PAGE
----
5 Tips for Choosing and Using a Weed Eater

For best results, pick the right weed-fighting weapon and wield it well.

Weed eaters, also known as weed wackers, string trimmers and weed mowers, are landscapers’ weapons against pesky weeds determined to encroach on a property.  You can use a weed eater to take out the tall grasses and other unwanted plants that spring up in places mowers can’t reach — around trees, shrubs, lampposts and stone borders — and to provide a clean edge between lawns and walkways. 

Using a weed eater safely and effectively isn’t always as easy as it looks. Follow these tips for choosing and using a weed eater to whack weeds like a pro.

1. Decide whether to take the straight path or follow the curve

Weed eaters come in straight shank and curved shank models. The curved shank models aren’t as long as the straight shank ones, so they may be easier for shorter people to handle. They often feel better-balanced when you hold them. 

But the drive cable in these models has to bend to follow the curve of the shank, and that means the line is more apt to snap.  They generally use a lighter-weight line than straight shank models, so they’re more suited for light duty.

Straight shank trimmers are longer, so they provide operators with a better reach to get under bushes, etc.  Unlike curved shank trimmers, they can often take attachments such as metal blades, edgers and hedge clippers. They also have more torque and bigger engines, so they’re better for heavy-duty jobs.

2. Choose your power source

Gas-powered weed wackers are the workhorses of string trimmers. They come in four-stroke models that use gas and two-stroke models that use a gas/oil mixture. The four-stroke trimmers are more powerful. Gas weed eaters can go anywhere; unlike electric models, they’re not limited by cords. But they emit fumes, can be noisy and are heavier and bulkier than electric or battery models. 

Electric weed eaters are most often used for small to medium-sized jobs. They’re lightweight and quiet and require less maintenance than gas models. But they have to be plugged in, and the length of the cord dictates how far you can take them on a property. The cords can be a tripping hazard, too. Unlike gas models, they usually don’t take attachments. 

Battery powered weed eaters provide the same free range as gas versions and some of the advantages of electric models — they’re quiet and don’t emit fumes. But when the battery charge runs out they stop working, and it may take a while to recharge them. (A spare battery or two can keep the unit operating.) They’re heavier than electric models but not as heavy as gas models.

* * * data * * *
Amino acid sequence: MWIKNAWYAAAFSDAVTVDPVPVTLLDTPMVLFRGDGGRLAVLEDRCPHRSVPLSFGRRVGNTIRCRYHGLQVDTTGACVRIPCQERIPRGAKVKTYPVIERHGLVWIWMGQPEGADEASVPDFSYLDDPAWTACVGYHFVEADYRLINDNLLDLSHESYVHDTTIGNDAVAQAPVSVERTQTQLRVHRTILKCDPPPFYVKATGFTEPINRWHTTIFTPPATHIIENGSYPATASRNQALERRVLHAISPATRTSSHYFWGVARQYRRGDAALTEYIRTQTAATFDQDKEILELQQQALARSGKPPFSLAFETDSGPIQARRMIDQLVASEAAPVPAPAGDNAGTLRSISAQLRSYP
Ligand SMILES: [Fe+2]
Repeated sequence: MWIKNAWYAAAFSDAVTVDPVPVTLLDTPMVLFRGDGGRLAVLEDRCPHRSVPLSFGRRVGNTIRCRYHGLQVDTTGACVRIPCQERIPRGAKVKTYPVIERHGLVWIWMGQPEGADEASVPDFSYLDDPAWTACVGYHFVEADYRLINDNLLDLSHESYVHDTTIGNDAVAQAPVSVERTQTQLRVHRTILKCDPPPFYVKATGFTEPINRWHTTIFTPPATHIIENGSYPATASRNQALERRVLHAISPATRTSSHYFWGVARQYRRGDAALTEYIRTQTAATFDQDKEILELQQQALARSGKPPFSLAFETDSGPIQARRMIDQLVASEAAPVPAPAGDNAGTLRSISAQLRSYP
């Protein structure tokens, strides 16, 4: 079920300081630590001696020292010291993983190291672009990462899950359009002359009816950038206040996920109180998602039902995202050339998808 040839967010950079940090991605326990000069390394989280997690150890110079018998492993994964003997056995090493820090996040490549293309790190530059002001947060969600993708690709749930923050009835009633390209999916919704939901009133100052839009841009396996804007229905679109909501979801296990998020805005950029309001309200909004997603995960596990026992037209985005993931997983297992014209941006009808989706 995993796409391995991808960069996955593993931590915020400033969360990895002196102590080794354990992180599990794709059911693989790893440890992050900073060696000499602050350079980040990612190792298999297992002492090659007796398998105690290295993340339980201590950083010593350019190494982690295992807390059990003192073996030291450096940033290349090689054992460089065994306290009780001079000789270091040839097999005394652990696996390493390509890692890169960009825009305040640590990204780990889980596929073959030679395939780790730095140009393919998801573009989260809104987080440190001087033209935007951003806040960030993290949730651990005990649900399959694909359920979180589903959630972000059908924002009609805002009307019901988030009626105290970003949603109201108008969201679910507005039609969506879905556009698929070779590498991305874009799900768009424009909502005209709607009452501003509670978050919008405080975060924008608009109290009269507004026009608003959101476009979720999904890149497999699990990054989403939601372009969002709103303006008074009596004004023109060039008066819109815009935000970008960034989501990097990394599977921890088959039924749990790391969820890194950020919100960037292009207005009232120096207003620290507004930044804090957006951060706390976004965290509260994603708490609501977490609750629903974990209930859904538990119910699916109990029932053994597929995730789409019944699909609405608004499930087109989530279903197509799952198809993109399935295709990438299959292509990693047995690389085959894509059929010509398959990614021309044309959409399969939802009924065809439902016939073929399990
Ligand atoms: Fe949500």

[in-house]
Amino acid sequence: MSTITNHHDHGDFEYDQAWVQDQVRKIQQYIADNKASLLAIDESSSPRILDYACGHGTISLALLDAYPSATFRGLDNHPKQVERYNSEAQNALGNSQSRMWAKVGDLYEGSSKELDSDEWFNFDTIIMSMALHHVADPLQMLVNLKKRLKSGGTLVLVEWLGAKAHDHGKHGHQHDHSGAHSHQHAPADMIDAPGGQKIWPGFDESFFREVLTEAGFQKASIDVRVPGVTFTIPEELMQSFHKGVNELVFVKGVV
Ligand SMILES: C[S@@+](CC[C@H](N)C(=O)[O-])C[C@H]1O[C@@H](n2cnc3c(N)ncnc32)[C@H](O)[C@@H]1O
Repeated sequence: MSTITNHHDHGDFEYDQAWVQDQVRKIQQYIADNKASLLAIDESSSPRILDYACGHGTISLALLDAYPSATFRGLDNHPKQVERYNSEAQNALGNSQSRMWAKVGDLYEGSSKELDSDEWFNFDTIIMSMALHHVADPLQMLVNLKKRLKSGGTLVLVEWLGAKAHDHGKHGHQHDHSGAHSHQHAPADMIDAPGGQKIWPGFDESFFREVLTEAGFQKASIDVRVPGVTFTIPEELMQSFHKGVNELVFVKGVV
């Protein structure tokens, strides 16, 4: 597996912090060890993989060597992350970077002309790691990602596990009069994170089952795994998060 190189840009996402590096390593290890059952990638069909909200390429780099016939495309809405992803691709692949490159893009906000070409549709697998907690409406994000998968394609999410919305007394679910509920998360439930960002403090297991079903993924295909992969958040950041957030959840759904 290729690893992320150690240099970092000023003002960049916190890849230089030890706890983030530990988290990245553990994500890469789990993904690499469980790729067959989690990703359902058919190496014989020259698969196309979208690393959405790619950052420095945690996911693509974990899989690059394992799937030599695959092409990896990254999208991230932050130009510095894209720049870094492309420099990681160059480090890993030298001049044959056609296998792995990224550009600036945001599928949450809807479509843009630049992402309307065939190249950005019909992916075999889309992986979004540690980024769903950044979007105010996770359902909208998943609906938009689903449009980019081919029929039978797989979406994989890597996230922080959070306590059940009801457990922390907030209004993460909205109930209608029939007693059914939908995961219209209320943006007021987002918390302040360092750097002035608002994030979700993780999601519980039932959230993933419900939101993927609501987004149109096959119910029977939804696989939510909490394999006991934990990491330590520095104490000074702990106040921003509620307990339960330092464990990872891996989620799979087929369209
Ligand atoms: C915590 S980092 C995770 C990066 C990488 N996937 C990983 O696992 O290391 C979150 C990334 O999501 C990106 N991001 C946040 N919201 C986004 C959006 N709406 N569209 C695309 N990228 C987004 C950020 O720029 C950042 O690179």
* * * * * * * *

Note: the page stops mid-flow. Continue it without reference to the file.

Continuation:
3. Know your lines

When choosing a weed eater, be sure to check what size trimmer line(s) it uses.  If you put in a line that’s too thin or too heavy, the weed wacker won’t operate properly and you could end up damaging its engine. Heavier lines are stronger and more suited for taking on thicker weeds, brush, etc.

There are several types of lines available. The common round lines are easiest to load onto spools, less likely to break and more durable when they hit concrete or other obstacles. But they’re best for grass and lighter-duty properties with few weeds.

Multi-sided trimmer lines can be square (four-sided) or star-shaped (five sides). They’re better at slicing through weeds than round lines, but break more easily.

For areas with thick, abundant weeds, serrated trimmer lines and twisted trimmer lines provide strength and sharp cutting edges.

4. Keep it safe

Weed eaters can kick up dust and debris. Stones, twigs and even pieces of string can go flying as far as 50 feet. Inspect the area before you get to work, and move any objects that could get kicked up. Always angle the trimmer so it throws debris away from you. Don’t walk backwards or sideways because you could trip over an obstacle or step into a hole.

Dress to protect yourself. That means long pants and sturdy, closed shoes. Wear goggles or safety glasses to protect your eyes, and wear ear protectors to guard against hearing loss when you’re using noisy gas trimmers. Try a shoulder harness to help you hold the weed eater; it can lessen fatigue if you’ll be using the trimmer for a long period. 

Keep an eye out for pedestrians, children and pets, and stay away from cars and windows so that they don’t get hit by flying debris.

5. Plan ahead for efficiency

Establish a path to follow as you whack. Start at the property entrance or property line and work around the perimeter to avoid backtracking. As you reach internal areas that have to be trimmed — around a flower bed, for example — cut them and then return to the perimeter path.

For the best cuts, keep the trimmer head flat. Trim around trees, bushes and fences carefully to avoid damaging them. 

With weed eating as with so many other tasks, it pays to use the right equipment for the job, know how to use it and dress for safety. The results — a beautiful landscape and no injuries except to the weeds — are worth it. 

Freelance writer Mary Lou Jay writes about business and technical developments in a variety of industries. She has been covering residential and commercial construction for more than 25 years.


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